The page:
Tacita Dean: W.G. SEBALD (2003)
Although chronologically not the earliest piece on Sebald, her 2003 Paris catalog provides the perfect entrée to examining the connections between Tacita Dean and W.G. Sebald. In September 1999, while recording ambient sound in a bus stop on the island of Fiji for a commissioned art project, Dean found herself reading the section of Sebald’s The Rings of Saturn which deals with Roger Casement, the Irish nationalist who was executed by the British for treason in 1916. Before becoming fatally entangled in the Irish nationalist movement, Casement was best known for his service as a British diplomat in Africa. His Congo Report (1904) exposed Belgian atrocities and was probably influenced by Joseph Conrad’s great 1899 novella Heart of Darkness. When Dean read the pages in which Sebald describes Casement’s trial for treason, she realized that the presiding judge who had condemned Casement to death was her great, great uncle.
Dean reveals this startling anecdote in a slim volume entitled W.G. Sebald, which is part of a boxed set of seven softcover catalogs produced in 2003 for an exhibition of her work at the Museé d’Art Moderne de la Ville de Paris. The “story” that she tells in W.G. Sebald, is – appropriately – full of those coincidental moments when genealogy, personal experiences, and world events intersect with oddly illuminating results. Her story not only involves Casement, Sebald, and Dean’s own ancestors, but also the aerial bombing of Germany during World War II, the Marconi Telegraph Company, and a missing family painting by Van Gogh. Like Sebald, she punctuates her story with contemporary snapshots, family photographs, historical images, found postcards, and artless photographs of objects to create a narrative that seems to meander aimlessly toward a conclusion that finally seems inevitable. Intrigued by the Casement connection to her family, the resulting artwork is more or less a document of her subsequent research. But, like Sebald’s fiction, Dean’s art is also a semi-fictional form of documentary.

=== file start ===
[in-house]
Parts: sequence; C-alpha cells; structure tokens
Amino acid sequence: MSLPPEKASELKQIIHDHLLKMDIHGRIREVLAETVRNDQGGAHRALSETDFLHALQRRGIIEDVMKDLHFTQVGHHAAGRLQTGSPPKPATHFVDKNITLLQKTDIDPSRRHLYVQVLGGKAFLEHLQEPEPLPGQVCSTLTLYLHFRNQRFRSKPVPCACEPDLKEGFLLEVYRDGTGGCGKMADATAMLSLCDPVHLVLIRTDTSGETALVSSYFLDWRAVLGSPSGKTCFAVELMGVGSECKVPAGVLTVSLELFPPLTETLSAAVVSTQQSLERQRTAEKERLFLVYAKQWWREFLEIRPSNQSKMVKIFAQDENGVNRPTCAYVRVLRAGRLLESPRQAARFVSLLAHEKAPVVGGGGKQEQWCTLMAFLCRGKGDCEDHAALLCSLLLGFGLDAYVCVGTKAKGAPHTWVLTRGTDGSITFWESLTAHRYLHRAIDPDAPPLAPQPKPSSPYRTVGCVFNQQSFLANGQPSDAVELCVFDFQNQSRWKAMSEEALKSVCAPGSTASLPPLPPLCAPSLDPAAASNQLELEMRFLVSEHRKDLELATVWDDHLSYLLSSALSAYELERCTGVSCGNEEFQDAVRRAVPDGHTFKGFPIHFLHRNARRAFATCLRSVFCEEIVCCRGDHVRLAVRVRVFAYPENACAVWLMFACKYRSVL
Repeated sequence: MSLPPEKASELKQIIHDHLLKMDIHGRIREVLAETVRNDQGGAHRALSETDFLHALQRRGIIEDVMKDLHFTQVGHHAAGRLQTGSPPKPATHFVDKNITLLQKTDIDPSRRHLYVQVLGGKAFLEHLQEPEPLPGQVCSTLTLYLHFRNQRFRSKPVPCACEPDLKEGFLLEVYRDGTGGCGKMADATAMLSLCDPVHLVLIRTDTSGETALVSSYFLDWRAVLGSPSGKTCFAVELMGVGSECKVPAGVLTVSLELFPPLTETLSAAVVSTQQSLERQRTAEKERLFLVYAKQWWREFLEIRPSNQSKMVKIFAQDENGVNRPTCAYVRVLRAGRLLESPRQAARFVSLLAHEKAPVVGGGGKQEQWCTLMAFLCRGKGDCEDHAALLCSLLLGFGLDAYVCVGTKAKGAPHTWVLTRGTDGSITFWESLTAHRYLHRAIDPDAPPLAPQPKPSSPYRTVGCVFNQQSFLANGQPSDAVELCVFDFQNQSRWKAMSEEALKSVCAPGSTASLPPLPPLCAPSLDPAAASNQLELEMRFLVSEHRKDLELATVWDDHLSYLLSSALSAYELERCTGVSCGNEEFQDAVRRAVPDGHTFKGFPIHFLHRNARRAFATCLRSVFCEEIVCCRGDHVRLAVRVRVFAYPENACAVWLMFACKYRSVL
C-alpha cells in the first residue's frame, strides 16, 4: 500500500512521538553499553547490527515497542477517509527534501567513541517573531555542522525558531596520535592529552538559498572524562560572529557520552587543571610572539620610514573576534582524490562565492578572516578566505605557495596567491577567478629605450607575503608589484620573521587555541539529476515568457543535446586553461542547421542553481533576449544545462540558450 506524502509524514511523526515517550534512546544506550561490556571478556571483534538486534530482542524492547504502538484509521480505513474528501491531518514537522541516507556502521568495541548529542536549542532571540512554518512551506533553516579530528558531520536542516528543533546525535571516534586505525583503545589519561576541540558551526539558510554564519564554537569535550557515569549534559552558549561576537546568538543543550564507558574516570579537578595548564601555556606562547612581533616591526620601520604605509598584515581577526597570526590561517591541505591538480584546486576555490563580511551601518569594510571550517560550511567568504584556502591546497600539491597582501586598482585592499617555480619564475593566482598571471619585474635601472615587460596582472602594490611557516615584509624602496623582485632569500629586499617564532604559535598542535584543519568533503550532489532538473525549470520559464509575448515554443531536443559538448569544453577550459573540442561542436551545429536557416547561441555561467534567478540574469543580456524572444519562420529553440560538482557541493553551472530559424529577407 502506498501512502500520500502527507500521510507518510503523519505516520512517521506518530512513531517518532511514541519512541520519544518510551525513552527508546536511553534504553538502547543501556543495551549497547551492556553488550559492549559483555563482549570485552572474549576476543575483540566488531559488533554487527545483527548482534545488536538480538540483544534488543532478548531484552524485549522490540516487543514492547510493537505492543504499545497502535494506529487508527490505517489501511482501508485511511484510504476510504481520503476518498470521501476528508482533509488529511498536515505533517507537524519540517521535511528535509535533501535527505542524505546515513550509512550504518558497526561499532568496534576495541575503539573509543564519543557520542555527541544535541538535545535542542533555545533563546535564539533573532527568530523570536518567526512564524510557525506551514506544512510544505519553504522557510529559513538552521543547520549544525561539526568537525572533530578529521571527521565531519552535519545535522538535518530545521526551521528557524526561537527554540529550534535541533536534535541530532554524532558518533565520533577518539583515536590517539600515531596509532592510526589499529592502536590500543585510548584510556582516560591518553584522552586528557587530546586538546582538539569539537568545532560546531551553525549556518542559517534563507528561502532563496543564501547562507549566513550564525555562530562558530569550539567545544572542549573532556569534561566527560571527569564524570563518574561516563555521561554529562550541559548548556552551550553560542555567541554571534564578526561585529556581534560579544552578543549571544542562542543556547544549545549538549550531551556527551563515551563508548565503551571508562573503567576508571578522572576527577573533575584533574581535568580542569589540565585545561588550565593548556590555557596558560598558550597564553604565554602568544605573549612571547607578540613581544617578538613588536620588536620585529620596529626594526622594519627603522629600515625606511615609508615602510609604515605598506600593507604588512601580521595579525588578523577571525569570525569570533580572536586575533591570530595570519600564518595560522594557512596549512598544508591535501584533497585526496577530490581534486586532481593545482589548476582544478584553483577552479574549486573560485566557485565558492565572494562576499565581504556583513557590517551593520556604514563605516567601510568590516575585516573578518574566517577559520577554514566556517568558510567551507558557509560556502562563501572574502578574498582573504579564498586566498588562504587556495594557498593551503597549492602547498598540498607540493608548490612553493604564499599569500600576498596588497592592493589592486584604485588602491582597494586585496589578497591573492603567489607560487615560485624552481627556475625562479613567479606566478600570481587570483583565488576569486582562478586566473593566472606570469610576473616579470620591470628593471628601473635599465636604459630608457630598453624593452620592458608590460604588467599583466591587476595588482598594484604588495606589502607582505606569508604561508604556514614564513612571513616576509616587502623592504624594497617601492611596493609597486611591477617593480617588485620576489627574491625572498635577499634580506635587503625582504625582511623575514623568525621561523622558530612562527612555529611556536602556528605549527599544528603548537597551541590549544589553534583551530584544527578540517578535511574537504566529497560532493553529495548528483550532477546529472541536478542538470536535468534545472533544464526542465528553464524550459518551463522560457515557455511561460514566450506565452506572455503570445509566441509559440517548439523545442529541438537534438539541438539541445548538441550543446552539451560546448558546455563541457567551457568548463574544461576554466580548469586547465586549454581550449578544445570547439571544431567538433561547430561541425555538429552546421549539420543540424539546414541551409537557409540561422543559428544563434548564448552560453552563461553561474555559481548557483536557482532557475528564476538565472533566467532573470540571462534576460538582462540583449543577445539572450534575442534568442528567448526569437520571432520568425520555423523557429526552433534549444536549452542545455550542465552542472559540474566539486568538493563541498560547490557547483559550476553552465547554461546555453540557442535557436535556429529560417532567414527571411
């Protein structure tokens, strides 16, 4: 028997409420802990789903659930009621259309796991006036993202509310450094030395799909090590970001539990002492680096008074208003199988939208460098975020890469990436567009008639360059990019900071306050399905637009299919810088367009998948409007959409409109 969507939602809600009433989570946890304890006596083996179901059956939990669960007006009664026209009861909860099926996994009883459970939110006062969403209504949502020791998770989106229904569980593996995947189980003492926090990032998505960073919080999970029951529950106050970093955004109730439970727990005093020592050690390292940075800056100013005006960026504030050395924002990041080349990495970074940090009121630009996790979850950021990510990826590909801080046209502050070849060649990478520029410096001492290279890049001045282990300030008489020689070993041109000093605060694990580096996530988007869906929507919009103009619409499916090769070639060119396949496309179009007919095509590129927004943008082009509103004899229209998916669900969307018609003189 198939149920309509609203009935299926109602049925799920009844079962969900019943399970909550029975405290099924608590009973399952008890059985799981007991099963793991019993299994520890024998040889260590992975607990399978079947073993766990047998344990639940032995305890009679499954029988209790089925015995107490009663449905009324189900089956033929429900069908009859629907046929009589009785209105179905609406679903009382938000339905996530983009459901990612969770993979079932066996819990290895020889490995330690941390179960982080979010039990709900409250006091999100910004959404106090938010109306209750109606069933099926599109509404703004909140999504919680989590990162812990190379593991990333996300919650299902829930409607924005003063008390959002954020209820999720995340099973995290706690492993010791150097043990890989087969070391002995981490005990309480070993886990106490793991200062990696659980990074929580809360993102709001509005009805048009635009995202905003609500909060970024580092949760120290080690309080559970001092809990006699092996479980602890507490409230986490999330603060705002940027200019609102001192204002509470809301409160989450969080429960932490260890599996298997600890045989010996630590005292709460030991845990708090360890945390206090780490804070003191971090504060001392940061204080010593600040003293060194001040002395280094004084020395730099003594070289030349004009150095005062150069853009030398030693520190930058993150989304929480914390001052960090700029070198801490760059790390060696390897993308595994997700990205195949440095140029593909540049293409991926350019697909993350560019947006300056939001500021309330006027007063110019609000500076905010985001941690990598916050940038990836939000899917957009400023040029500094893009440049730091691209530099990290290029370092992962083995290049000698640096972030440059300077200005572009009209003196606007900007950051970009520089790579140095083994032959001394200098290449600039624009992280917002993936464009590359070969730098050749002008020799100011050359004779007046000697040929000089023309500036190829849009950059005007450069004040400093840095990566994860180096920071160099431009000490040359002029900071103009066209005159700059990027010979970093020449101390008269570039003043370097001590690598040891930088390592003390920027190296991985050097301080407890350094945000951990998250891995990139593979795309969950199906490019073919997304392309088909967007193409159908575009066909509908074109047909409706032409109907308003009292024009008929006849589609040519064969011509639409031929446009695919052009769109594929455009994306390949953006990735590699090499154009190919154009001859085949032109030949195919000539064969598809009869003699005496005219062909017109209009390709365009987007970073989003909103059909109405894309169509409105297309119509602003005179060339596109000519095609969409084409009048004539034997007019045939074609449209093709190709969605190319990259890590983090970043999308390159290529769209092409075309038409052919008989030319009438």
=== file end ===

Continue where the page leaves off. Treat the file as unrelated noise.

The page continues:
The 32-page Paris catalog is bi-lingual – English and French – and delightfully uses different illustrations in each section. Some version of this piece apparently appeared in a piece that Dean published on pages 122-136 of the Fall 2003 issue of October magazine from MIT Press (surprisingly impossible to locate second hand).
Tacita Dean: THE RUSSIAN ENDING (2001)